Concert Reviews

The Cult with Stone Temple Pilots, and Bush at Budweiser Stage

Photos by Katrina Wong Shue

Monster Energy drinks may be doing more harm to the youth of today than we’d like to admit, but I will give them credit for one thing – They sure know how to put together a rock-heavy tour. This year’s go-around is labelled “Revolution 3” and revolves (sorry for the pun, only one I promise) around Stone Temple Pilots, Bush and The Cult. Three bands who you’d think have seen better days, but have more than enough oomph each to crank into three hour-long sets, as well as gas left in the tank to stay vertical for the length of time they’re on stage.

It took less than one song from new STP singer Jeff Gutt for the obvious fan next to me to exclaim, “He’s great!” The former X Factor contestant certainly has the look, pipes and swagger to replace Scott Weiland (although he also reminded me a little of Layne Staley), hopefully without the all the baggage that led to the latter two’s demises. Can I mention again how I technically had the last-ever interview with Weiland for LiL? Those are my questions Dawn Hamilton is asking him and, well, two and a half years later I don’t think I’m ready yet to properly hear the music he created with the DeLeos and drummer Eric Kretz. I guess people like my hollerer friend should just be glad Dean DeLeo was allowed over the border due to his estranged wife accusing him of being abusive and all. He sure can still shred on “Trippin’” though. It’s difficult to fairly pass judgement on Gutt’s brief set with Stone Temple Pilots, as it was mainly packed with hits from Core and Purple that countless wannabees have warbled worse at karaoke rock nights. We only got a pair of cuts from their 2nd S/T effort, it’s first with Gutt since the Chester Bennington experiment. I would have liked to hear more, as I honestly think there’s a future here 25+ years into the group’s existence.

Bush seemed to have changed things up slightly from what I’ve seen on, moving “The Chemicals Between Us” up to second on their song list and generally not relying on the material when they had to be called Bush-X up in Canada. Gavin Rossdale was very energetic, especially during “The Sound of Winter” where he slid on his knees to do a solo guitarists half his age probably wouldn’t even attempt. Oh don’t worry, they played plenty from Sixteen Stone. I didn’t realize “Machinehead” became the new anthem for king can-drinking bros to sing along with while trying to take selfies at the same time. A bunch of white dudes didn’t even let a girl on crutches get to her seat, they were THAT excited. Who knew Bush were this big? Rossdale tried to reciprocate the love he was being given by doing things like sprinting all the way up to the lawns to sing part of “Little Things”. (Only to have his microphone stolen!) And how come The Sea of Memories isn’t on Spotify here, but the terrible version of “Glycerine” with ex-wife Gwen Stefani still is?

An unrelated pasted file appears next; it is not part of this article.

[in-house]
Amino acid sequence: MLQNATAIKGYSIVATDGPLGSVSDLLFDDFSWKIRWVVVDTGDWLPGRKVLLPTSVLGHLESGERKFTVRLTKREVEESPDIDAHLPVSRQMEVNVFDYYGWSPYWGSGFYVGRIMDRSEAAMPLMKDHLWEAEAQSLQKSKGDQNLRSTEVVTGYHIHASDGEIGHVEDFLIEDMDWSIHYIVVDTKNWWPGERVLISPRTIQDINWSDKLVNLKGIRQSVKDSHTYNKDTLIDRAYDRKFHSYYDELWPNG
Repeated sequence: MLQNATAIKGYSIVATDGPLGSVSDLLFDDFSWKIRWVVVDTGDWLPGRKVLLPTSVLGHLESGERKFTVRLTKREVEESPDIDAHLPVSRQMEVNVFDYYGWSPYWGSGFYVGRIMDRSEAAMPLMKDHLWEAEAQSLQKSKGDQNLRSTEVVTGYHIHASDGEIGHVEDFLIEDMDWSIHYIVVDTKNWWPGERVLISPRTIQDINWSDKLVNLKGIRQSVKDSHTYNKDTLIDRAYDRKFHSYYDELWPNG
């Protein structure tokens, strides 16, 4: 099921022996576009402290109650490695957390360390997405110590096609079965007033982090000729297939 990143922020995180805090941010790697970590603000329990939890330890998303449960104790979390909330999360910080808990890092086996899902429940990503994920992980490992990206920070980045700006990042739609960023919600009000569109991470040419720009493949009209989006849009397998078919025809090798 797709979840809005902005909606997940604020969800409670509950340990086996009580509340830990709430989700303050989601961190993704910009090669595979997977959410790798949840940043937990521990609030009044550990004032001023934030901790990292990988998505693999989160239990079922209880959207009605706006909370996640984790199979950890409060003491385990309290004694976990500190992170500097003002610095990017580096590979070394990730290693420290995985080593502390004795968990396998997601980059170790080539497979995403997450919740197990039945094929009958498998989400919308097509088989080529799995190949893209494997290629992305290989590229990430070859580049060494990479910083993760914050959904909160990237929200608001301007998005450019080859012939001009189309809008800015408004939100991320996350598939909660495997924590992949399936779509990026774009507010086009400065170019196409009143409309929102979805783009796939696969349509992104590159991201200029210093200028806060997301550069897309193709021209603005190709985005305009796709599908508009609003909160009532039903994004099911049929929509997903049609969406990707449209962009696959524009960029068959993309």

The Cult’s headlining slot made sense for Toronto considering Ian Astbury’s connection to the area – He lived in Hamilton for a good length of time, and The Cult have easily played T.O. twice as many times as STP and Bush put together. They turned the lights out at El Mocambo when the club temporary closed in 2001, and I even saw them at SkyDome once! They did more of what you may consider deep cuts, although “Rise”, “Elemental Light” and “The Witch” were really just singles not from their holy rock trinity of Love, Electric and Sonic Temple. Classics like “She Sells Sanctuary” and “Love Removal Machine” will forever remain awesome, and Billy Duffy is a Top-5 all-time axeman in my books; unfortunately, Astbury’s voice isn’t the same without the wailing, and what’s being shouted towards him isn’t the same as he’s singing (only ever third lyric). He’s as charismatic a frontman as they come, whether he’s shaking a tambourine as if possessed by an evil spirit, kicking beach balls back to the awaiting crowd or looking to the heavens to ask, “Is that you Gordie?” For all their history, an hour is about right for them.

About author

Gilles LeBlanc literally fell into “alternative rock” way back at Lollapalooza 1992, where he got caught in his first mosh pit watching some band named Pearl Jam. Since then, he’s spent the better part of his life looking for music to match the liberating rush he felt that day, with a particular chest-beating emphasis on stuff coming out of his native Canada. You can follow his alter ego on Twitter: @ROCKthusiast.